Zohar, the Book of Enlightenment

By Daniel Chanan Matt | Go to book overview

FOREWORD

Sefer ha-Zohar, the Book of Splendor, Radiance, Enlightenment, 1 has amazed and overwhelmed readers for seven centuries. The Zohar is the major text of Kabbalah, the Jewish mystical tradition. It is arranged in the form of a commentary on the Torah, the Five Books of Moses. It is a mosaic of Bible, midrash (see Glossary), medieval homily, fiction, and fantasy. Its central theme is the interplay of human and divine realities. Its language is a peculiar brand of Aramaic that breaks the rules of grammar and invents words.

Who wrote the Zohar? The question has been debated ever since the first hand-written booklets were distributed in Spain late in the thirteenth century. The Introduction below tells the story of the answer.

The Zohar is immense. This volume contains approximately 2 percent of the entire work. It is presumptuous to pick and choose from a mystical corpus, but I have tried to select passages that are spiritually evocative and that demonstrate the uniqueness of the Zohar's encounter with Torah. I have supplied the passages with titles, and occasionally omitted material within a passage, in which case the omission is indicated by ellipsis points. An index at the end of the volume identifies the location of the passages in the Zohar. The translation attempts to convey the lyrical flavor of the original without smoothing away its rough vibrancy.

The Zohar is an esoteric and cryptic work, a commentary that requires a commentary. The notes in the second half of the volume are designed to guide the reader through the maze of kabbalistic symbolism and to identify rabbinic sources and zoharic parallels. Here I have relied especially on Ketem Paz by Shim'on Labi; Or ha-ammah, edited by Avraham Azulai; Nioei Zohar by Re'uven Margaliot (printed in his edition of the Zohar); Mishnat ha-Zohar by Isaiah Tishby; and the works of Gershom Scholem (nishmato eden). I suggest that the reader first encounter each passage on his own, and then go back to study it with the notes, which are unnumbered (except in the Foreword and Introduction) and keyed to a particular Zohar selection.

-xv-

Notes for this page

Add a new note
If you are trying to select text to create highlights or citations, remember that you must now click or tap on the first word, and then click or tap on the last word.
One moment ...
Project items

Items saved from this book

This book has been saved
Highlights (0)
Some of your highlights are legacy items.

Highlights saved before July 30, 2012 will not be displayed on their respective source pages.

You can easily re-create the highlights by opening the book page or article, selecting the text, and clicking “Highlight.”

Citations (0)
Some of your citations are legacy items.

Any citation created before July 30, 2012 will labeled as a “Cited page.” New citations will be saved as cited passages, pages or articles.

We also added the ability to view new citations from your projects or the book or article where you created them.

Notes (0)
Bookmarks (0)

You have no saved items from this book

Project items include:
  • Saved book/article
  • Highlights
  • Quotes/citations
  • Notes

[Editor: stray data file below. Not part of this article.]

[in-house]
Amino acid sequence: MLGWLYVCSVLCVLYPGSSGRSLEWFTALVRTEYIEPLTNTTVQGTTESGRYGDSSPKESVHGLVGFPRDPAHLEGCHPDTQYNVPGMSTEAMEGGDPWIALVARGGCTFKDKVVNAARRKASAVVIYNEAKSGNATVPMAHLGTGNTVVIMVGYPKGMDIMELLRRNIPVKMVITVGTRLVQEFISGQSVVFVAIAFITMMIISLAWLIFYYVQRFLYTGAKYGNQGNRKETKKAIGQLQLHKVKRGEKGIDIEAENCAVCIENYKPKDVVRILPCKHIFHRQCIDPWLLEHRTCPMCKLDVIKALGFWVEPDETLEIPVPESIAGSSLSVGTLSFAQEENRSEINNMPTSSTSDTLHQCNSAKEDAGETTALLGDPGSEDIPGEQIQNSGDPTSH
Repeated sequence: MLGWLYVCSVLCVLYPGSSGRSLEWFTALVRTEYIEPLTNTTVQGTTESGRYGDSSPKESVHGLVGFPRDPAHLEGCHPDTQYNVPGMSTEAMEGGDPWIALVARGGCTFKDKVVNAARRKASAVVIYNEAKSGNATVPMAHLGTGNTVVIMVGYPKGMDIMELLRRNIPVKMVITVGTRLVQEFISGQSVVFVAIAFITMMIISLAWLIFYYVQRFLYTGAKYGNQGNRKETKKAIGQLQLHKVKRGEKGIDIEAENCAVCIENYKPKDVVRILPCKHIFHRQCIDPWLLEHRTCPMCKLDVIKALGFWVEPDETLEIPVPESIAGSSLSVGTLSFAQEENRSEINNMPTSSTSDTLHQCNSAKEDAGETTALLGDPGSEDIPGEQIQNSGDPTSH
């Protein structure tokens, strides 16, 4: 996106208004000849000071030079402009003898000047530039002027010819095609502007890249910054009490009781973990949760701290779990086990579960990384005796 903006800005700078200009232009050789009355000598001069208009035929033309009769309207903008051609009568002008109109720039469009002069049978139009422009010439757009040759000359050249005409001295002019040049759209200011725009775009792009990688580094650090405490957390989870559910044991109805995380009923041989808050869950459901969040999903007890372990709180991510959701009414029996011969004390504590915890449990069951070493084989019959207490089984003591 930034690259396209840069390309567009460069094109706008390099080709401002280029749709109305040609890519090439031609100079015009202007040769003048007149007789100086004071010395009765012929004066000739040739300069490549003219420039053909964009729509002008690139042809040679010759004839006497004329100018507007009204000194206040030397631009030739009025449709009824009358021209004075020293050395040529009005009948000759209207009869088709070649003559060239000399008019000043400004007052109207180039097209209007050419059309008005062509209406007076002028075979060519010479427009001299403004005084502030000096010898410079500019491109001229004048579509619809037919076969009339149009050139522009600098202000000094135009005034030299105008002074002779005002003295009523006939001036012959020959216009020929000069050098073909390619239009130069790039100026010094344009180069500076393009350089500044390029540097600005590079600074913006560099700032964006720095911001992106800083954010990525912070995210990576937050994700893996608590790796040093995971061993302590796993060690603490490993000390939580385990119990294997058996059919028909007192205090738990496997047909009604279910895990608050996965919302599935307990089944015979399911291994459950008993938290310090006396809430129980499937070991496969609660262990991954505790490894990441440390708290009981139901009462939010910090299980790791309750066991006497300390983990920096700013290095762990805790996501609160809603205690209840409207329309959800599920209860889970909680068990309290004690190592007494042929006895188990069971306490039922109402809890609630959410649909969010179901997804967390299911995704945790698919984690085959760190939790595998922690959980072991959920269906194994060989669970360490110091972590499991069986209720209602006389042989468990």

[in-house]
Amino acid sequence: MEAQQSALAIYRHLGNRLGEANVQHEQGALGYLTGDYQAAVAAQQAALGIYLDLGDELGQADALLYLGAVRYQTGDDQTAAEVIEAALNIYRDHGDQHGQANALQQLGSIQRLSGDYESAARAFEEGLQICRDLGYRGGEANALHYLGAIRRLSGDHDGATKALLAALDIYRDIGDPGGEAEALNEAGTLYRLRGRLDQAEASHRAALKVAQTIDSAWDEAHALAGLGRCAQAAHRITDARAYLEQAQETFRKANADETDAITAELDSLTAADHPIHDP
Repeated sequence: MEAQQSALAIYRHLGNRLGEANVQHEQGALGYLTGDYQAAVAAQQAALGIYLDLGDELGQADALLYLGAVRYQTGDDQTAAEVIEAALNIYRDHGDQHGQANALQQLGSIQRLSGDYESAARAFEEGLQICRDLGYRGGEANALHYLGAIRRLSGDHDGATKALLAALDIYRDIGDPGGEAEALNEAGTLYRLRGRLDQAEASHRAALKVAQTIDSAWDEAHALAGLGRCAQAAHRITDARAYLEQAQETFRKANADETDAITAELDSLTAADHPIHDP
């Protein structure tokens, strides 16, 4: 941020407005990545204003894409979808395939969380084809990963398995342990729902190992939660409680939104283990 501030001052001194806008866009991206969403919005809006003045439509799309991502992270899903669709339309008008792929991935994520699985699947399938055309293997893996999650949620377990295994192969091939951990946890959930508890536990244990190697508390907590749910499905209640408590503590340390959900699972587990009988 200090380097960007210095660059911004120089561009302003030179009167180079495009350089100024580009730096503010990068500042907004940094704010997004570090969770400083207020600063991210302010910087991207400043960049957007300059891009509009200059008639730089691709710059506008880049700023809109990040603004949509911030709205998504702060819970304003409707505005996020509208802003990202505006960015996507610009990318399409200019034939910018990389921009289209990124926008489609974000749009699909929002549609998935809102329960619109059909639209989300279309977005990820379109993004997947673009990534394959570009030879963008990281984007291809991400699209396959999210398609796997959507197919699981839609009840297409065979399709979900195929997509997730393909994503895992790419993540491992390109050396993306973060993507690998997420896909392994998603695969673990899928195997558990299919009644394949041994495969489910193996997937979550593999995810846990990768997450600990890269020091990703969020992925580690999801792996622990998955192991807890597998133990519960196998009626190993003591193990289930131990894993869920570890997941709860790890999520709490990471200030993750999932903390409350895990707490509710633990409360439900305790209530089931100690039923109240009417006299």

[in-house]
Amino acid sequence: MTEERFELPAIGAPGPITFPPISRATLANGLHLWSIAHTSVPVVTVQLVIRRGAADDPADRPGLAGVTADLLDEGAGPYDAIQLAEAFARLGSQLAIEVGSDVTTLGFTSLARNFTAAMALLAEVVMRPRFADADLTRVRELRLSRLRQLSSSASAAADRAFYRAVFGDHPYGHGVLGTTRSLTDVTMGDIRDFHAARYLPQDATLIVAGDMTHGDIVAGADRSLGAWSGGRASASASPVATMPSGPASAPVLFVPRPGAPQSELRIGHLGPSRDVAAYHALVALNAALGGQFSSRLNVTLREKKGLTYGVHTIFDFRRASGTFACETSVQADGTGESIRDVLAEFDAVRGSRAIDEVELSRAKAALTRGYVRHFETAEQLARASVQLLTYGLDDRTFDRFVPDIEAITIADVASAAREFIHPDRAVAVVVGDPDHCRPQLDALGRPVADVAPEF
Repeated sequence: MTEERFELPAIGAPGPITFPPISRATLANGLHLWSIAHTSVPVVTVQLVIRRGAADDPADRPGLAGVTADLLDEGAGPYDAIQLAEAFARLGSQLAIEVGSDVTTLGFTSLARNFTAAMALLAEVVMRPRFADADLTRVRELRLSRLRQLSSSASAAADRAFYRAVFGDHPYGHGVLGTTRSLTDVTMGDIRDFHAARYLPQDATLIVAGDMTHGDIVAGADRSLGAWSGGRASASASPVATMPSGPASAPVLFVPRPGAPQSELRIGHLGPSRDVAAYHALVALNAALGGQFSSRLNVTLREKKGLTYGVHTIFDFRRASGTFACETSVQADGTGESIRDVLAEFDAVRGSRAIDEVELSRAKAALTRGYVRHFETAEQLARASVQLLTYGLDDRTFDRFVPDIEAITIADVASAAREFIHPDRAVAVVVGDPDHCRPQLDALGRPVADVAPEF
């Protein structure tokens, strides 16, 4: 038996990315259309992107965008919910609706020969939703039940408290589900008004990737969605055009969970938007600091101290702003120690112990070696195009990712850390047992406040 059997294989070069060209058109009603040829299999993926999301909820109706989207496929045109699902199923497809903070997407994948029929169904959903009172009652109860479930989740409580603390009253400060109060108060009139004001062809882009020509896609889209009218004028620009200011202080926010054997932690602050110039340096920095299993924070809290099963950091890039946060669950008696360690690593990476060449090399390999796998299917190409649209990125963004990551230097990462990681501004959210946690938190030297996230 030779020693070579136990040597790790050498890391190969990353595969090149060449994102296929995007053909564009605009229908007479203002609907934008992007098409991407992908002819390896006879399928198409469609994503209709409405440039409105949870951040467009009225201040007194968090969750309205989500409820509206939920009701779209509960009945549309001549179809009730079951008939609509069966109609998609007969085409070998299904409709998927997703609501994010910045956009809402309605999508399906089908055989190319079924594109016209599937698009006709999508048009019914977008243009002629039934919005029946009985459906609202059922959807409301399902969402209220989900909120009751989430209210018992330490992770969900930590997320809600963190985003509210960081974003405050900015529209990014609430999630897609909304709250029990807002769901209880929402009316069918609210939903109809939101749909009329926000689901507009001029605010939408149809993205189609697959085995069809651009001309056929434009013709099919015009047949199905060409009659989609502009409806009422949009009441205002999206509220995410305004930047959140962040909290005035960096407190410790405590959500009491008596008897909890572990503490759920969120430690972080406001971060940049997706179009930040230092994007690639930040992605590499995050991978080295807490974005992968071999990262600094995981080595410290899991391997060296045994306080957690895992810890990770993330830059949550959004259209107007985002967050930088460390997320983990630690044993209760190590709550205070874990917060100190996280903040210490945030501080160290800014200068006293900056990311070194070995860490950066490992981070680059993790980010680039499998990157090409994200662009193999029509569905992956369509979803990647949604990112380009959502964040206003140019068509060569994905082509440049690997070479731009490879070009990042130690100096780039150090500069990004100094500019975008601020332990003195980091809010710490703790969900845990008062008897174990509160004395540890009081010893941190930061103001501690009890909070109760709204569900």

• Bookmarks
Notes
Cite this page

Cited page

Style
Citations are available only to our active members.
Sign up now to cite pages or passages in MLA, APA and Chicago citation styles.

(Einhorn, 1992, p. 25)

(Einhorn 25)

1

1. Lois J. Einhorn, Abraham Lincoln, the Orator: Penetrating the Lincoln Legend (Westport, CT: Greenwood Press, 1992), 25, http://www.questia.com/read/27419298.

Cited page

Bookmark this page
Zohar, the Book of Enlightenment
Settings

Settings

Typeface
Text size Smaller Larger
Search within

Search within this book

Look up

Look up a word

  • Dictionary
  • Thesaurus
Please submit a word or phrase above.
Print this page

Print this page

Why can't I print more than one page at a time?

Full screen
/ 320

matching results for page

Cited passage

Style
Citations are available only to our active members.
Sign up now to cite pages or passages in MLA, APA and Chicago citation styles.

"Portraying himself as an honest, ordinary person helped Lincoln identify with his audiences." (Einhorn, 1992, p. 25).

"Portraying himself as an honest, ordinary person helped Lincoln identify with his audiences." (Einhorn 25)

"Portraying himself as an honest, ordinary person helped Lincoln identify with his audiences."1

1. Lois J. Einhorn, Abraham Lincoln, the Orator: Penetrating the Lincoln Legend (Westport, CT: Greenwood Press, 1992), 25, http://www.questia.com/read/27419298.

Cited passage

Welcome to the new Questia Reader

The Questia Reader has been updated to provide you with an even better online reading experience.  It is now 100% Responsive, which means you can read our books and articles on any sized device you wish.  All of your favorite tools like notes, highlights, and citations are still here, but the way you select text has been updated to be easier to use, especially on touchscreen devices.  Here's how:

1. Click or tap the first word you want to select.
2. Click or tap the last word you want to select.

OK, got it!

Thanks for trying Questia!

Please continue trying out our research tools, but please note, full functionality is available only to our active members.

Your work will be lost once you leave this Web page.

For full access in an ad-free environment, sign up now for a FREE, 1-day trial.

Already a member? Log in now.